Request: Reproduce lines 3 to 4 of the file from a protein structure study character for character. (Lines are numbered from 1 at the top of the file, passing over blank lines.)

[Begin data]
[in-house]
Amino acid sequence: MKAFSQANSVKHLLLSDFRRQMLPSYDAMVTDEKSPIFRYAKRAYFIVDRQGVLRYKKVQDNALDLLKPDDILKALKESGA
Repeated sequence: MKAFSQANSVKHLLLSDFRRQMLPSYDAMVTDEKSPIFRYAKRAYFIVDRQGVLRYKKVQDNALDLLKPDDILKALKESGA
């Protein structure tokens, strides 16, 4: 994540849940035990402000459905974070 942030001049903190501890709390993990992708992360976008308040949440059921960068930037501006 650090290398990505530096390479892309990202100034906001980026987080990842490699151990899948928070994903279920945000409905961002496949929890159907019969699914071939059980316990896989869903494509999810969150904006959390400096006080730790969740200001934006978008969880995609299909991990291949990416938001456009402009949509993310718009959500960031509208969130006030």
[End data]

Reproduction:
Repeated sequence: MKAFSQANSVKHLLLSDFRRQMLPSYDAMVTDEKSPIFRYAKRAYFIVDRQGVLRYKKVQDNALDLLKPDDILKALKESGA
């Protein structure tokens, strides 16, 4: 994540849940035990402000459905974070 942030001049903190501890709390993990992708992360976008308040949440059921960068930037501006 650090290398990505530096390479892309990202100034906001980026987080990842490699151990899948928070994903279920945000409905961002496949929890159907019969699914071939059980316990896989869903494509999810969150904006959390400096006080730790969740200001934006978008969880995609299909991990291949990416938001456009402009949509993310718009959500960031509208969130006030």